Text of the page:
Over a year into his presidential run, it has become hard to imagine the days when Donald Trump was anything but a fear-mongering, economically illiterate populist destroying the Republican Party in his kamikaze bid for the White House. So I was taken aback when I saw The Donald’s cameo in the 1994 version of The Little Rascals upon watching it with my nephew this past weekend.
“Waldo, you’re the best son money can buy,” he tells his on-screen rich and snobby son, upon his reveal as the rich and snobby dad.
It was funny. It was playful. I had forgotten that Trump used to make cameos in such movies as this, Home Alone 2, or even Zoolander. His relationship with (at least) the general public was once comfortably relegated to the status of a very rich man who enjoys being perceived as rich by others, and who will go as far as to cooperate with a movie production to add humor to a story, even if it is done in a moderately self-deprecating light. America liked this Donald Trump. He was our very own real-life Scrooge McDuck/Carter Pewterschmidt; he was good for laughs, but he was little more than a character to most people.
We now know that these actions were not taken in good spirits as much as they were part of his efforts to make the Trump brand synonymous with wealth and success in the minds of the voting American public. But Trump’s image became something that he himself fell in love with to the point of believing it was all he needed in order to be victorious in a presidential election. (What is more disturbing is the idea that he believes this image is all he may need in order to be a successful president.) He has not only retained his crass, domineering image but has let it shape his policies as an extension of his personality. Trump has painted the country – and, indeed, the world – as a disaster, and declared himself “the only one who can fix it.” It’s a role he plays because it brought him success in life, and he believes it will bring him success at winning the presidency.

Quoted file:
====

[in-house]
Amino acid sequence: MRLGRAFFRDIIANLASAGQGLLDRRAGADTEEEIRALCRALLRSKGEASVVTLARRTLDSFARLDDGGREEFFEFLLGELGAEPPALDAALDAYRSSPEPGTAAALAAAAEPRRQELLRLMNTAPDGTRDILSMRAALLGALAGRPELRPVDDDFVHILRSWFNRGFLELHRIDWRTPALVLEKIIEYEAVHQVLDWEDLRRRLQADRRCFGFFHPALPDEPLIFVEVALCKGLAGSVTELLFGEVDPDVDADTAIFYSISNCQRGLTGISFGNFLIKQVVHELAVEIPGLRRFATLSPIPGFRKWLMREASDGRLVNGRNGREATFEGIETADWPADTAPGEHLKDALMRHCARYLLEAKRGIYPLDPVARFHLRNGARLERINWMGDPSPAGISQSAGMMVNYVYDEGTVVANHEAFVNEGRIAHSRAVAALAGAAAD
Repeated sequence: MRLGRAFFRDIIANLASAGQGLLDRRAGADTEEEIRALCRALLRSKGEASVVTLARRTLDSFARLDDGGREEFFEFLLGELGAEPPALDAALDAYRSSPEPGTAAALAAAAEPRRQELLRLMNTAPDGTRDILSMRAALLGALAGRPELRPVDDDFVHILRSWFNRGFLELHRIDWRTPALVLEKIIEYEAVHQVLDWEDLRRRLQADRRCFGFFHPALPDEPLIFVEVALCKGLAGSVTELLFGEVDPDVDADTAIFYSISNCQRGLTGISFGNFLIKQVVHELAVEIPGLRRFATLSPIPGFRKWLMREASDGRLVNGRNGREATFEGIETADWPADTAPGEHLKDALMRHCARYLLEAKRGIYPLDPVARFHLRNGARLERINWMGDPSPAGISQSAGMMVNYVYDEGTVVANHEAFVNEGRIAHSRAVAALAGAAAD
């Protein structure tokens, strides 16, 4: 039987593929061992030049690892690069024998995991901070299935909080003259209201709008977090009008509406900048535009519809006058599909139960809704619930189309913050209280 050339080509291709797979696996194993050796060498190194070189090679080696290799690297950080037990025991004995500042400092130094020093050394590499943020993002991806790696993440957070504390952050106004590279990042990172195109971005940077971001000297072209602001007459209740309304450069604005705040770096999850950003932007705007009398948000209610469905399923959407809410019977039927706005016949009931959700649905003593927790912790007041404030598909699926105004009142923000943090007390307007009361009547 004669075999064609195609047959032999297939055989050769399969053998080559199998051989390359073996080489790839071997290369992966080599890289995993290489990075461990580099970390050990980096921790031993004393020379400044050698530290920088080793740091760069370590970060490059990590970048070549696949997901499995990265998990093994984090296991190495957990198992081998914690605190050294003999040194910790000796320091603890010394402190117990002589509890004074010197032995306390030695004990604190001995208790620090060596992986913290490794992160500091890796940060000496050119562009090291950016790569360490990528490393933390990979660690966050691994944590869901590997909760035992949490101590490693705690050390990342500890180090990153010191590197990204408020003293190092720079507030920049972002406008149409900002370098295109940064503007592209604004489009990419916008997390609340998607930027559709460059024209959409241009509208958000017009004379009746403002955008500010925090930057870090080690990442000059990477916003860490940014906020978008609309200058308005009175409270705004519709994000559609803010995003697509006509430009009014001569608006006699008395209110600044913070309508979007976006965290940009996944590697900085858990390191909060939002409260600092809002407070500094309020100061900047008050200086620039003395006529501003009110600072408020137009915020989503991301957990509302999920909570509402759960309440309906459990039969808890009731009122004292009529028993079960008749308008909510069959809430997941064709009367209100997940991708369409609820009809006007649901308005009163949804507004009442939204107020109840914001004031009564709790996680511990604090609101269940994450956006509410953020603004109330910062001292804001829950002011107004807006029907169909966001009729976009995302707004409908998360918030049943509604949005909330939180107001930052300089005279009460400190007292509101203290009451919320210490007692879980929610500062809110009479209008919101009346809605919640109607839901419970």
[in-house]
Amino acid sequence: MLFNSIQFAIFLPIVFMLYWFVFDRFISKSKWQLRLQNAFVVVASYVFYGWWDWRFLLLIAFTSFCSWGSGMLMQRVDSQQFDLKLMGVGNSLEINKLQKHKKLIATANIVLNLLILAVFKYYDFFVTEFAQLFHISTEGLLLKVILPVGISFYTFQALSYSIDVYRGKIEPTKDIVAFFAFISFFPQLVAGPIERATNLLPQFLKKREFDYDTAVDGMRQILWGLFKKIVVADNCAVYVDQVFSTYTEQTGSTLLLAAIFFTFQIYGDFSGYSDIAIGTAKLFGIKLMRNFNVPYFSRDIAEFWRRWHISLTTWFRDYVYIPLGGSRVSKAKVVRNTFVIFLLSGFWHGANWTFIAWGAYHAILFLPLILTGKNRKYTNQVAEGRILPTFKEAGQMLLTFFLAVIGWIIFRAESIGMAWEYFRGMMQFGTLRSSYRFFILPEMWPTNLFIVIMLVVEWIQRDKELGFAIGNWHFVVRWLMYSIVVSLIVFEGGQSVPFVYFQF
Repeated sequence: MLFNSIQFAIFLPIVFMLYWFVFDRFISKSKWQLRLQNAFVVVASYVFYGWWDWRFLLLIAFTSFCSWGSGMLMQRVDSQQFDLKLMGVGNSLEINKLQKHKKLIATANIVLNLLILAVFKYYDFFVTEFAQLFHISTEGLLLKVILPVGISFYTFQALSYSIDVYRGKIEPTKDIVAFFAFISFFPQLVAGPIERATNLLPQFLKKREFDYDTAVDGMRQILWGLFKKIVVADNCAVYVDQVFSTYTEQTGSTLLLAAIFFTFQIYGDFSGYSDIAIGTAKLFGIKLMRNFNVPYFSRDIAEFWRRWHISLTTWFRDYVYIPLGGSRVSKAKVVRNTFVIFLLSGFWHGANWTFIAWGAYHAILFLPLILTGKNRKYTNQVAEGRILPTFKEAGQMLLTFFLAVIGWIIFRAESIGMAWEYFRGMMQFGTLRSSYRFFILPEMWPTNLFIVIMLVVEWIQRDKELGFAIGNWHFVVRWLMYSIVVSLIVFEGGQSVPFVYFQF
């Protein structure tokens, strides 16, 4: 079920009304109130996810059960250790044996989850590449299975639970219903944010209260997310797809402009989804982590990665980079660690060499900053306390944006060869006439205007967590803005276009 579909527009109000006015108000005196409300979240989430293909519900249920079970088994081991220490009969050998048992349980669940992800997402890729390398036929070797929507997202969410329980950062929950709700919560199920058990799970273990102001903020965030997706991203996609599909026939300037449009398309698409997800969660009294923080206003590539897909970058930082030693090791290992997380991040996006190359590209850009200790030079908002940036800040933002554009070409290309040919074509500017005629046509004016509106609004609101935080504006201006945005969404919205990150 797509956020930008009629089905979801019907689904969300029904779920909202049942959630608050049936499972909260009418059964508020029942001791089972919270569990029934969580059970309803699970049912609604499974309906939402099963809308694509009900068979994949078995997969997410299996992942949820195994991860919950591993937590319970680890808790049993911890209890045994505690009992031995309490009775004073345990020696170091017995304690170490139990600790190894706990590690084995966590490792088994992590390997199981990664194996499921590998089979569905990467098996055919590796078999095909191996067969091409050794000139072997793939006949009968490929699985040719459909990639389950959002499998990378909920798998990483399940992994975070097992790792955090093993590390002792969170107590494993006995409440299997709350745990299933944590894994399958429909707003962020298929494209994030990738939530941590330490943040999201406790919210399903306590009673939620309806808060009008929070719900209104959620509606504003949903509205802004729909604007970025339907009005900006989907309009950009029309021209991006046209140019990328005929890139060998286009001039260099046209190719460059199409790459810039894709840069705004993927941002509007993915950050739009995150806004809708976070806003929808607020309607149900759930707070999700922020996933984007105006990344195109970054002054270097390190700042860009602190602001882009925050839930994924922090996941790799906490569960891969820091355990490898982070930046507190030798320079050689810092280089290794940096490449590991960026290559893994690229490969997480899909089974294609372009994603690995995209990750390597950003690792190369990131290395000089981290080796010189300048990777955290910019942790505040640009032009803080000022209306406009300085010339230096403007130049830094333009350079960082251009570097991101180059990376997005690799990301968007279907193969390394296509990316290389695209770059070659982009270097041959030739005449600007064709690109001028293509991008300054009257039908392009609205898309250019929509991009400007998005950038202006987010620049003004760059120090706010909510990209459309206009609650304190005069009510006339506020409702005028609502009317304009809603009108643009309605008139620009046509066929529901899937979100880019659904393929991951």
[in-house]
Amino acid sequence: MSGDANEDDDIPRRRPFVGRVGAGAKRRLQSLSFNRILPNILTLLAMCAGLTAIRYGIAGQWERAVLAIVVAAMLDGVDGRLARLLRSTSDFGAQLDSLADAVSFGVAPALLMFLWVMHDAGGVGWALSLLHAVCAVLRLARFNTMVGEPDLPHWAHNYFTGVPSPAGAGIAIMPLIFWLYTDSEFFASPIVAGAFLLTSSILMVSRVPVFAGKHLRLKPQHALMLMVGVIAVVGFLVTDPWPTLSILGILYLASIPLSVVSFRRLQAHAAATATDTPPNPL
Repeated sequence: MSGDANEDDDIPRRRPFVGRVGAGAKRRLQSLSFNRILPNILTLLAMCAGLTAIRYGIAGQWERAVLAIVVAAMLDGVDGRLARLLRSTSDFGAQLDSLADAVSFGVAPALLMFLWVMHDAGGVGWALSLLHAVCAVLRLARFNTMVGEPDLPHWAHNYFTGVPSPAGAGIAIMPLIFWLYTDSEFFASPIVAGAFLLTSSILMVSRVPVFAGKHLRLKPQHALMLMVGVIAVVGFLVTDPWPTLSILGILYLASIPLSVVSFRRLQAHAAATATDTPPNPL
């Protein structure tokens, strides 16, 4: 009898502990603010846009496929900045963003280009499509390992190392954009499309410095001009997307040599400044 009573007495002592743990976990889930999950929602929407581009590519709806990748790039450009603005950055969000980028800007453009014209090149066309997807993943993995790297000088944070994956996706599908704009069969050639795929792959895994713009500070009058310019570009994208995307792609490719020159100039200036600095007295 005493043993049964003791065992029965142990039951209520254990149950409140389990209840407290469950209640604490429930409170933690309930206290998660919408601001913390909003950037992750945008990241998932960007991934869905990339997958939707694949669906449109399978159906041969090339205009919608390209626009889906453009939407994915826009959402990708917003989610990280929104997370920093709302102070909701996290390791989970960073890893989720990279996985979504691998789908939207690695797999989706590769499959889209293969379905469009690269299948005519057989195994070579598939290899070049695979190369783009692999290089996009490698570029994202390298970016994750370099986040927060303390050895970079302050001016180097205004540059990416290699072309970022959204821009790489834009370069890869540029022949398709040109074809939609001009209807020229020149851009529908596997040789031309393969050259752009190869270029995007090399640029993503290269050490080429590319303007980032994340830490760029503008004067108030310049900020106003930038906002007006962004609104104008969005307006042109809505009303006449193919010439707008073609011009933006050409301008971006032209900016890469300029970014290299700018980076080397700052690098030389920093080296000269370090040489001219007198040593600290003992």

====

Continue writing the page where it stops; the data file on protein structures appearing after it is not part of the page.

But the results are just as disastrous as if Ronald Reagan had thought staying in character as a monkey-owning professor in Bedtime for Bonzo would have brought him success in the presidency. Trump believes in his ability to produce wealth, and his ability to centrally plan. For as much as people seem to love the idea that “the country should be run like a business,” – and what better than a great businessman to accomplish just that – I would hate to see what would happen if (in the presence of a predictably cowardly congress) Trump’s agenda suddenly had de facto control over America’s purse; he no longer has to risk his own money for what he believes are good investments, but that of the taxpayers. In fact, just recently he gave us a glimpse of how he would act when, in an interview with CNBC, he declared that the road to economic recovery would require more borrowing and spending, leading us further into debt. This attitude toward spending, and his overall contempt for the free market, is troubling.
But perhaps more troubling is that the answer was always right under his nose, and he failed to see it. It is perhaps understandable if a busy businessman does not have the time to read an economics textbook, especially one as busy as Trump. What is not understandable is Trump’s inability to see and learn from this pure genius depiction of the power of the free market from his fellow castmates in The Little Rascals:
Buckwheat and Porky: free market visionaries.